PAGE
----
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GRASSROOTS APPROACH SOLVES MILKHOUSE POLLUTION

 

Getting back to basics helps both the environment and Ontario dairy farmers. That's what University of Guelph land resource science student Mitch Anderson discovered when he set out to find a solution to one of the causes of agricultural phosphorus pollution in the Great Lakes - milkhouse wash water.

Effluent from washing milk pipeline systems on dairy farms causes an estimated 12 per cent of phosphorus pollution in Ontario. Phosphorus is harmful because it causes excess algae growth, which depletes the oxygen in water and kills fish.

Proposed solutions to deal with the milkhouse wash water problem were very expensive and large scale, and the farmers generally did not agree with them, Anderson says.

So he headed out to talk to farmers to find some workable solutions. Over the past two years, he has visited more than 100 farms. He also surveyed 130 farmers with milkhouse wash water weeping bed systems to determine how well they worked, what was causing problems and what could improve them.

The Ontario Ministry of Agriculture and Food recommended these disposal systems for many years. The systems are actually a good way to treat and dispose of wash water -- when they work. For unknown reasons, however, many of them were plugging up, giving them a bad reputation among farmers.

It turns out the only thing going into the weeping bed systems that plugs them up is milk, he says. If the milk can be stopped from going into the system, they work fine.

According to the results of Anderson's survey, a typical dairy farm produces 1,000 gallons of wash water a week. It doesn't necessarily matter what size the dairy production is - everyone uses a lot of hot water and cleaning chemicals.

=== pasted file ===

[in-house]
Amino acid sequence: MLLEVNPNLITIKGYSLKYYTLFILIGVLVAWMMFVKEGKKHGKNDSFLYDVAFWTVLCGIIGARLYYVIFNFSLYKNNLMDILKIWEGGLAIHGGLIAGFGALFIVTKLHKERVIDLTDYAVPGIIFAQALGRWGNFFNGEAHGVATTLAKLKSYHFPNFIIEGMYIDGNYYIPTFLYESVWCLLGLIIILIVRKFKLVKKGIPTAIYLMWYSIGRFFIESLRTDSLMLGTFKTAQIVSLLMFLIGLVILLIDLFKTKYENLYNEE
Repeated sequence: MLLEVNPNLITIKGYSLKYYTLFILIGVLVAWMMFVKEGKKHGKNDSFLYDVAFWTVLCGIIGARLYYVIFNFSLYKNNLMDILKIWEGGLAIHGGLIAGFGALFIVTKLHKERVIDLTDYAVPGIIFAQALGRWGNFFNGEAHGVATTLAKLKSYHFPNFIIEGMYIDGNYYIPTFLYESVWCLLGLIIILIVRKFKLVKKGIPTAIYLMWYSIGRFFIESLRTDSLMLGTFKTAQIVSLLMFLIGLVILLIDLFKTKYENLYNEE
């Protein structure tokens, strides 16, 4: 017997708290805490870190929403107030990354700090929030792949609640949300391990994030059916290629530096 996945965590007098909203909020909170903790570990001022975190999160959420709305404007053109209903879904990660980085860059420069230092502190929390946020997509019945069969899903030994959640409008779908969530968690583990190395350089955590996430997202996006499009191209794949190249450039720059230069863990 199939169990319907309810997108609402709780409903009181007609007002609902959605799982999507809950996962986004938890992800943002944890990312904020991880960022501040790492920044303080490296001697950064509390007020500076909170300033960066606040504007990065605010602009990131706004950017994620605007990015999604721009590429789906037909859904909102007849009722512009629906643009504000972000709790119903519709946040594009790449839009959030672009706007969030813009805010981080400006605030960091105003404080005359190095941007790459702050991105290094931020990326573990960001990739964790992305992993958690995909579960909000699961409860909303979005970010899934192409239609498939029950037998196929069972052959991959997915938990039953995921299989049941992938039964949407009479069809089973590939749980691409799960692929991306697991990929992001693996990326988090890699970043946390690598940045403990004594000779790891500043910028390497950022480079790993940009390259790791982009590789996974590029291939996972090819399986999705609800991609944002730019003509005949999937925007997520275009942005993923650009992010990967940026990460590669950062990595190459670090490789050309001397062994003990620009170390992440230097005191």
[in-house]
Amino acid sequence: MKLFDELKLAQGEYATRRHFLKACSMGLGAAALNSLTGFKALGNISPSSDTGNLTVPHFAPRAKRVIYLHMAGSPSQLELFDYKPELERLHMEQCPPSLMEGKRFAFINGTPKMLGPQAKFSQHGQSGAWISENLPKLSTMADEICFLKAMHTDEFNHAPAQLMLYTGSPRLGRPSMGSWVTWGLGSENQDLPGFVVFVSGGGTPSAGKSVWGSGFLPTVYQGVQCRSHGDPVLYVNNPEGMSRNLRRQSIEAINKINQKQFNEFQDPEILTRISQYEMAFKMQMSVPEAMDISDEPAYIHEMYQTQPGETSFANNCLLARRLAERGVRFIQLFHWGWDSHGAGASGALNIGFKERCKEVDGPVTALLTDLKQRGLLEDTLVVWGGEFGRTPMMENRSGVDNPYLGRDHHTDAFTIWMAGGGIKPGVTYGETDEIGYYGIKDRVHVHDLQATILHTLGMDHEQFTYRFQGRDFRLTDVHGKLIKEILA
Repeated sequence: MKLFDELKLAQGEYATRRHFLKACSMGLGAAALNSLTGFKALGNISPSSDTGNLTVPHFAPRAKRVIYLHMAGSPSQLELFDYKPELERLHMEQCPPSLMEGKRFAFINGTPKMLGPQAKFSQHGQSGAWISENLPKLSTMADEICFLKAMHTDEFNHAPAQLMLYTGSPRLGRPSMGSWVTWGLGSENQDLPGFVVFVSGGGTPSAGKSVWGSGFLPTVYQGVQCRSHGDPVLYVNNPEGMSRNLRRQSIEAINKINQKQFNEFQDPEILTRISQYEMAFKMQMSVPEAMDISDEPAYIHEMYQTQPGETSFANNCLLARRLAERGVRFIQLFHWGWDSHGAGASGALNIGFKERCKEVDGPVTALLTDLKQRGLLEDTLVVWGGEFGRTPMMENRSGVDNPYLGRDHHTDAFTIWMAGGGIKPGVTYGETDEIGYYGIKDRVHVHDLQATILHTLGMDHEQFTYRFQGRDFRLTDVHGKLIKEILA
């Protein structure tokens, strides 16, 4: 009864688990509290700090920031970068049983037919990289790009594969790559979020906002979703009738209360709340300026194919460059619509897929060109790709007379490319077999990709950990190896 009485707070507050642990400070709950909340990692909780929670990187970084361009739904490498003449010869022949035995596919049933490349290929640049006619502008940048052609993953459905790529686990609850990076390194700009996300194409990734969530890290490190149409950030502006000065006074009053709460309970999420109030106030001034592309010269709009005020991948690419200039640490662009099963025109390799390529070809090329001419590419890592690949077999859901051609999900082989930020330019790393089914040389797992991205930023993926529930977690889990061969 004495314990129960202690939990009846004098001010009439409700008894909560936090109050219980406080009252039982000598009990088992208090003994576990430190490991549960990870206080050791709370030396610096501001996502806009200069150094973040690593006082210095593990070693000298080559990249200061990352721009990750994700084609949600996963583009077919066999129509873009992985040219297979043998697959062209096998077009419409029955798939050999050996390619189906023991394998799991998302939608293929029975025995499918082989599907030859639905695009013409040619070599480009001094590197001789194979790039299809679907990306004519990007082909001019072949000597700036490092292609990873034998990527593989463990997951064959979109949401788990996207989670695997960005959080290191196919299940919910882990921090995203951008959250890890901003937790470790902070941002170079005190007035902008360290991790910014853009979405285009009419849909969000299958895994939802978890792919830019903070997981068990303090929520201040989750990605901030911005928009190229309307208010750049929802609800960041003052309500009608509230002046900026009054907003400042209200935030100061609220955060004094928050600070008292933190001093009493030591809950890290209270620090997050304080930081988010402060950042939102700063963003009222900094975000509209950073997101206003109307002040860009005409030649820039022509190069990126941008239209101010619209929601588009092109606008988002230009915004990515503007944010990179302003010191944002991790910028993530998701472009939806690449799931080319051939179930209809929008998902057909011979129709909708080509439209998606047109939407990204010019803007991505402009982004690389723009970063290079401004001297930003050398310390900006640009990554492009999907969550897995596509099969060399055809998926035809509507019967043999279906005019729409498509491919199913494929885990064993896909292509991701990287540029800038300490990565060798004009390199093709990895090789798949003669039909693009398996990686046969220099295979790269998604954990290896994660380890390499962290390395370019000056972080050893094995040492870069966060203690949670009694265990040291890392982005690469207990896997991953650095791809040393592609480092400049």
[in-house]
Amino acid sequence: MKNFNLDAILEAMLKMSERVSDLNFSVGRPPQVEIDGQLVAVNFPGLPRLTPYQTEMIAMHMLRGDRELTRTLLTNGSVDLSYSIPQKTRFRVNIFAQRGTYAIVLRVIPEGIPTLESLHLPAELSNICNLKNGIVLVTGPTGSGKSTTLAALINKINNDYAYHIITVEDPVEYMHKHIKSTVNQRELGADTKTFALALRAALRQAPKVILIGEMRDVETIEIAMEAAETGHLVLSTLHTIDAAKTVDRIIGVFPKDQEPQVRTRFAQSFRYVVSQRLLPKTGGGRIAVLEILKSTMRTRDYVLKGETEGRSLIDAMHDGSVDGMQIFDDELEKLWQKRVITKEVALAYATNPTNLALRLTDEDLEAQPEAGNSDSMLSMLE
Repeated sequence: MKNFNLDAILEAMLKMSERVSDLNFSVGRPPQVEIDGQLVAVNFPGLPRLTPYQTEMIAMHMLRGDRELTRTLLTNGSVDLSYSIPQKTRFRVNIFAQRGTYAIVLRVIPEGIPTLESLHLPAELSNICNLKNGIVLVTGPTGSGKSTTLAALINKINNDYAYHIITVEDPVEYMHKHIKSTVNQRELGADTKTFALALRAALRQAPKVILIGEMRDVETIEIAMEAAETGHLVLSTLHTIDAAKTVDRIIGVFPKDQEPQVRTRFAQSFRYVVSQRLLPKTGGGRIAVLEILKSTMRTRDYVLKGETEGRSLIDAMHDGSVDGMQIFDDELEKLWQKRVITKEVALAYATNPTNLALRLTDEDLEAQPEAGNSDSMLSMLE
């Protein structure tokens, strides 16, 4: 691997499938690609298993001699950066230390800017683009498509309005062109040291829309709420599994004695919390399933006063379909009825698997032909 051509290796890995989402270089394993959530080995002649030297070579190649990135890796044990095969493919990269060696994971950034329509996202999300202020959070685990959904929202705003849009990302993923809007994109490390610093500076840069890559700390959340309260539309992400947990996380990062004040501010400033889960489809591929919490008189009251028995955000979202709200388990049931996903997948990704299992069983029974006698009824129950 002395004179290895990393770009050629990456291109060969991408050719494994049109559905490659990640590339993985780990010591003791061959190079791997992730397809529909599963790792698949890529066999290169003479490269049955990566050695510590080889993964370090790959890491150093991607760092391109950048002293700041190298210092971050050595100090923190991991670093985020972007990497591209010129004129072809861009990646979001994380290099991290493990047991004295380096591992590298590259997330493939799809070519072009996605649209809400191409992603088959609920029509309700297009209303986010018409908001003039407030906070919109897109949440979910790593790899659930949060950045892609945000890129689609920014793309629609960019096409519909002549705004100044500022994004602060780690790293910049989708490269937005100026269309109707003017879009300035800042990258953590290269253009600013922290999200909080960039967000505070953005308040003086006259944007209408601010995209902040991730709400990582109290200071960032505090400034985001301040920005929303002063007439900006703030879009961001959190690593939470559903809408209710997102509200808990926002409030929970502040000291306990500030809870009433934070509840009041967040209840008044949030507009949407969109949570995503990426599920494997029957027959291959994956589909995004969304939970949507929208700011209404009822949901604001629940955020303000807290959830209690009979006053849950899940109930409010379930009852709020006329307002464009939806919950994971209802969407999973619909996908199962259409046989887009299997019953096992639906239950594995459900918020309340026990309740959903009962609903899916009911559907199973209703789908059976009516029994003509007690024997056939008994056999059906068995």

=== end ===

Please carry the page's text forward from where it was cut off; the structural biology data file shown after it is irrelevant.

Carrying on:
Some farmers had come up with a solution to this problem years ago. After milking, they were flushing the pipeline with a couple of gallons of water, then using the water to feed their calves. The system was cheap, simple and easy, and the milky water was a good supplemental feed for calves older than five weeks. Much of Anderson's role was to share this information with farmers who still had the wash water problem.

Armed with this information, Anderson has taken his study a step further. With a $5,000 grant from Ontario Hydro, he and Oxford County farmer Ron Forbes have developed a sink that uses water much more efficiently than the traditional milkhouse sink.

The results have been impressive, says Anderson. Farmers using the new sink use the minimum amount of water needed and save up to 40 per cent on their hydro bills. The sinks cost $450, but estimated savings for some farmers are up to $1,000 a year.

Anderson measured the savings by installing water and hydro meters and having the farmers record the information themselves.

Source: University of Guelph

Copyright 1992 REAP Canada.

Reprinted with permission. All rights reserved.


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